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Strong Link Between Victimization and Substance Abuse

Researchers from the University of Illinois at Chicago (UIC) have found a strong association between substance abuse and victimization, especially among gays, lesbians, and bisexuals. Lead author Tonda Huges, professor and interim head of Health Systems Science in the UIC College of Nursing, said that the association was stronger in gays, lesbians, and bisexuals than in heterosexuals.

The researchers compared experiences of forced sexual activity, neglect, physical violence, and assault with a weapon across four groups: Heterosexual, gay or lesbian, bisexual, or “not sure.” The researchers also used data from the National Epidemiologic Survey on Alcohol and Related Conditions, which included data from 34,635 adults.

Hughes and colleagues wanted to find out if gays, lesbians, and bisexuals were at a higher risk of victimization. The study suggested that they are: Lesbian and bisexual women were more than twice as likely as heterosexual women to report victimization in their lifetime; lesbians, gay men, and bisexual women also reported more victimization than heterosexuals. Lesbians were three times more likely than heterosexual women to report childhood sexual abuse.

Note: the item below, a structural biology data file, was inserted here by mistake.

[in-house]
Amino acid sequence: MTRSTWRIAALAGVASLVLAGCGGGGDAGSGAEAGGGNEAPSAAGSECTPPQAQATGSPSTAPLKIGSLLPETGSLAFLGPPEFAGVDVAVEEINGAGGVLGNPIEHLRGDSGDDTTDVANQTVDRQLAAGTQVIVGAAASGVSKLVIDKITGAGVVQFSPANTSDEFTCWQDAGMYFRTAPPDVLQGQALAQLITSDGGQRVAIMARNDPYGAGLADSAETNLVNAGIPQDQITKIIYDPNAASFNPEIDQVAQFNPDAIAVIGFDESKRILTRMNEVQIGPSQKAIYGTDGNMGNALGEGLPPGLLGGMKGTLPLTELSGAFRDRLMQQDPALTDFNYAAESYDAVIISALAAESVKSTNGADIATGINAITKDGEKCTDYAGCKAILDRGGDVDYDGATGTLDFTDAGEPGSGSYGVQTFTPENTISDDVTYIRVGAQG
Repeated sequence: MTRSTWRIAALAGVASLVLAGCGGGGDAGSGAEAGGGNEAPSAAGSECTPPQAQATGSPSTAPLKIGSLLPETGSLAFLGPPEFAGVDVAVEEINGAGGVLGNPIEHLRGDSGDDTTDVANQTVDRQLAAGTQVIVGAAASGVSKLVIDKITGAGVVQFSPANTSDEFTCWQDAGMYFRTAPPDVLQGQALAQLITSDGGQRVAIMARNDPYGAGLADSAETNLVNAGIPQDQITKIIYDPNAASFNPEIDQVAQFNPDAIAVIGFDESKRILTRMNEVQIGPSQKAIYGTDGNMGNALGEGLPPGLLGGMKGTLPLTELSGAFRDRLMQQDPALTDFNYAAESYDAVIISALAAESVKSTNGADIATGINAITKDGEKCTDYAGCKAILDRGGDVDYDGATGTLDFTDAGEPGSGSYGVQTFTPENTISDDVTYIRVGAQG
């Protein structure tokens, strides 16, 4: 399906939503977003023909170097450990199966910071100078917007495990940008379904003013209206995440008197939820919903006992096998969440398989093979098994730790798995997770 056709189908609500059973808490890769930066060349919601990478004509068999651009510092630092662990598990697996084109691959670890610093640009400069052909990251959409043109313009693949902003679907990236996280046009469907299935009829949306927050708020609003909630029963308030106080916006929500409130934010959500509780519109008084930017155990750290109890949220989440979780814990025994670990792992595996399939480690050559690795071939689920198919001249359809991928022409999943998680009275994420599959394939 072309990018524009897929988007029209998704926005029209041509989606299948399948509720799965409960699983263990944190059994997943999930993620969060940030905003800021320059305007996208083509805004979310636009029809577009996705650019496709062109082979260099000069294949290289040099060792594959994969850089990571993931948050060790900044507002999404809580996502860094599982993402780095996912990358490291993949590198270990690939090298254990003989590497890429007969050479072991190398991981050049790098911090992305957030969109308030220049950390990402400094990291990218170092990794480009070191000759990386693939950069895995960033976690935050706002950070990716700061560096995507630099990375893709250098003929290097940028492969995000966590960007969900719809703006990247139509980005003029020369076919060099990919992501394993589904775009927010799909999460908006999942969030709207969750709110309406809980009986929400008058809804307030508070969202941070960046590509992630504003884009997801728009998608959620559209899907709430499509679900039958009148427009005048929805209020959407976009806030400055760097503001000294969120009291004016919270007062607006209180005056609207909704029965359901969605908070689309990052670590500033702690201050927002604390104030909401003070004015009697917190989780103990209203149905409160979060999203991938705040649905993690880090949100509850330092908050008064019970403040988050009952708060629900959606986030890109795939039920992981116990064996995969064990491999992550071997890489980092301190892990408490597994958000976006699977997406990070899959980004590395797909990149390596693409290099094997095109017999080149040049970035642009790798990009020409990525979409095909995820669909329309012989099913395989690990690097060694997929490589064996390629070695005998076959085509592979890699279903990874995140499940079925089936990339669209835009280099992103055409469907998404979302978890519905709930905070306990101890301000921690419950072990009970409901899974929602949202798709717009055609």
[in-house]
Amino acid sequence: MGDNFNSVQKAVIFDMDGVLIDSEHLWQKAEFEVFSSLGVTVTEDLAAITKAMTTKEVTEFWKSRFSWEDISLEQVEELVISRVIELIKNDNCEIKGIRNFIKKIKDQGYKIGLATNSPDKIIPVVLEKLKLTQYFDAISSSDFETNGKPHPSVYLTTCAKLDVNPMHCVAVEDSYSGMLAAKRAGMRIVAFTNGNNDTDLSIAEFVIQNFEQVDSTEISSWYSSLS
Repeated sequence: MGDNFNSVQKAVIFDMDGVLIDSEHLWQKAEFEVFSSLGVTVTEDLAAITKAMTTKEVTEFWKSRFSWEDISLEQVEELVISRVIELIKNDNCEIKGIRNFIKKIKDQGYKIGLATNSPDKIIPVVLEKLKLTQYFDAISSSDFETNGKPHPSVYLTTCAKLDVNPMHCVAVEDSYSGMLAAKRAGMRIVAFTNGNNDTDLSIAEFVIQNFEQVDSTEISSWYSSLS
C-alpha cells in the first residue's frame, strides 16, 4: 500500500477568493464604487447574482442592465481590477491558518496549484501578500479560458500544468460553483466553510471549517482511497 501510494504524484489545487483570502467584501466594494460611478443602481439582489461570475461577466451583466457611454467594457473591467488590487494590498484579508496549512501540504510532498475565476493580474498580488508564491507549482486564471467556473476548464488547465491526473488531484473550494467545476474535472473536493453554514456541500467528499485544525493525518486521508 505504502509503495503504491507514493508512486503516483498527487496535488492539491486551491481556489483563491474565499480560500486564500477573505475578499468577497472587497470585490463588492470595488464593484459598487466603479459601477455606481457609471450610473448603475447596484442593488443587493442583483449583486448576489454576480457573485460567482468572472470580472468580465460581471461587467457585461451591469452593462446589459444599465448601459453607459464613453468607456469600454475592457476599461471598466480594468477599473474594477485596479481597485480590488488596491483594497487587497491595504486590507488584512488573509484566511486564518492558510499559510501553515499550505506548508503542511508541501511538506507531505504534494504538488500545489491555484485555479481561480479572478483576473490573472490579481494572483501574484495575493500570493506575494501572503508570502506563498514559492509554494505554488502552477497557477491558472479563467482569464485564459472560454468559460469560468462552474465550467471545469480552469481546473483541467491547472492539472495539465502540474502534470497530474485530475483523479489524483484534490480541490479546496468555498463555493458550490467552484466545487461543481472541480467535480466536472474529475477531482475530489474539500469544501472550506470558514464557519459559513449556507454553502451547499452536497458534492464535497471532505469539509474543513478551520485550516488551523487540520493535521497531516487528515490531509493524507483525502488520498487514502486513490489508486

Hughes noted that this could be because lesbians are often more willing to acknowledge and report these types of experiences than heterosexual women. Hughes said that gays and lesbians tend to be more self-reflective, which means they may be more likely to report negative life experiences than heterosexuals.

The report also showed that gay men have high rates of victimization—about half of the participants reported an experience over their lifetime. Gay men reported a significantly higher rate of childhood sexual abuse, childhood neglect, domestic violence, and assault with a weapon than heterosexual men.

Hughes added that there was also a higher rate of substance abuse among those who experienced victimization. Women (regardless of sexual identity) who reported two or more victimization experiences were two to four times more likely to suffer from alcohol dependence, drug addiction, or drug abuse compared to women who reported no victimization.

The researchers also said the study suggests that gay, lesbian, and bisexual youth may abuse substance to cope with the negative effects of victimization, which increases the risk of further victimization from others. Clinicians could use this information to better treat patients suffering from victimization and/or substance abuse issues.

Source: Science Daily, Strong Link Found Between Victimization, Substance Abuse, February 24, 2011

Posted on February 25th, 2011

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